I don't know what's worse: Washington keeping its ridiculous moniker or the throwback uniforms that hint back to the 70s when the Redskins were led by Joe Theismann? Owner Dan Snyder has refused to budge on the moniker. He clings to it like one would an aging brand because of the nostalgic comfort it provides. He even claims Native Americans accept the moniker, pointing to a poll taken in 2016 that showed few really cared anymore. They have deeper concerns.
Just the same, Snyder should have dropped the logo and remade the team when he had the chance because the Redskins limp along from season to season, not having been to a Super Bowl since 1992. That's a pretty long drought for this once formidable team.
To be fair, the Redskins aren't the only team with a Native American moniker. Kansas City still goes by the Chiefs and Seattle fashioned its Seahawk logo after a transformation mask an artist took from The Art of Northwest Coast Indians. However, these aren't pejoratives like Redskins, and just to emphasize the point, Washington slapped the face of a red-faced Indian on their helmet. They used to just have an R.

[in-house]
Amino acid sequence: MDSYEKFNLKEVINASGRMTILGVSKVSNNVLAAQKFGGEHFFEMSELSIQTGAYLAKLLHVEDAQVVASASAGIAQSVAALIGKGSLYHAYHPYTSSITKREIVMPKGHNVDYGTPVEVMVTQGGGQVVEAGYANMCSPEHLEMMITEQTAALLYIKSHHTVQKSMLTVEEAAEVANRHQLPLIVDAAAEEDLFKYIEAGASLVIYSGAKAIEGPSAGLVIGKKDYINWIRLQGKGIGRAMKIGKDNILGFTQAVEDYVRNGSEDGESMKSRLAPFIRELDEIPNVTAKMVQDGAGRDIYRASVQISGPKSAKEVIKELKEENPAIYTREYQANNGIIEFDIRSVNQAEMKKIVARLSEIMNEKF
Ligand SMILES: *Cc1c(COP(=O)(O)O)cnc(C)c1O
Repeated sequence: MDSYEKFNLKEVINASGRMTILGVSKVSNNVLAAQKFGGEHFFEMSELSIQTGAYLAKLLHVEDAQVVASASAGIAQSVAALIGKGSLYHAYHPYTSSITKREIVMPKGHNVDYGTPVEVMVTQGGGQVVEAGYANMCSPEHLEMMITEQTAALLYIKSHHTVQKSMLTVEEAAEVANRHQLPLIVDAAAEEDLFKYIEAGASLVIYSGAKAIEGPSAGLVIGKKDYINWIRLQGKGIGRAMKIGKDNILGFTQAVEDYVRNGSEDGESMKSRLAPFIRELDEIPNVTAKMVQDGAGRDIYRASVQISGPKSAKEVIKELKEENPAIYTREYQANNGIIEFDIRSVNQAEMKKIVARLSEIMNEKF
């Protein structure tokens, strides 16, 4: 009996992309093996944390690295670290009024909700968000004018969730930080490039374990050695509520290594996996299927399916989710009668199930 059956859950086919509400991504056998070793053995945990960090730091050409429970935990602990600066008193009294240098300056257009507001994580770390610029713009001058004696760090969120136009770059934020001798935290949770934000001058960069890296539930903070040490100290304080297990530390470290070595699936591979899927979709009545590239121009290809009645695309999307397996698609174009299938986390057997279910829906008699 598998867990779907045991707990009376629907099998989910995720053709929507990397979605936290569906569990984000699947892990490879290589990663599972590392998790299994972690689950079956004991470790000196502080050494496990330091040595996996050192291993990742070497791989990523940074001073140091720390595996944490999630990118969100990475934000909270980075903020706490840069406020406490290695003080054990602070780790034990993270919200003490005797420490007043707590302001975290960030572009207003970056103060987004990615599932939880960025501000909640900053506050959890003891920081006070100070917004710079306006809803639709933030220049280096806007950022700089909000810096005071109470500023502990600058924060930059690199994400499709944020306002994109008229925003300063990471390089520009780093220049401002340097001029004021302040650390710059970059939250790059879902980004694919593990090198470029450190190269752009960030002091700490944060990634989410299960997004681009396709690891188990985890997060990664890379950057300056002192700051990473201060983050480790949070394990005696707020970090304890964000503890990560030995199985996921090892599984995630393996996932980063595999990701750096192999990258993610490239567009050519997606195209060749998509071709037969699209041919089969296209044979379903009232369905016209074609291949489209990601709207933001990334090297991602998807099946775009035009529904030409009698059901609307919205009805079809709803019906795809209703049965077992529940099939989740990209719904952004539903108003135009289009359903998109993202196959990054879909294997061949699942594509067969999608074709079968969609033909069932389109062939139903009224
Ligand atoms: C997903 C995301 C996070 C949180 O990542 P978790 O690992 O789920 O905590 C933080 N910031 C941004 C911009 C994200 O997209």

It also makes sense for Seattle to have a Native American moniker since the name of the city is derived from a former local chief. Kansas City is also derived from a Lakota Indian word, Kanze, meaning "south wind." Washington has no Native American history to speak of. It was a city formed from the swamplands of Virginia and Maryland as the national capital, and so one would think the sports team would opt for something more appropriate like the Nationals and the Capitals. Hard to know where the Wizards came from, but at least it is better than the Bullets.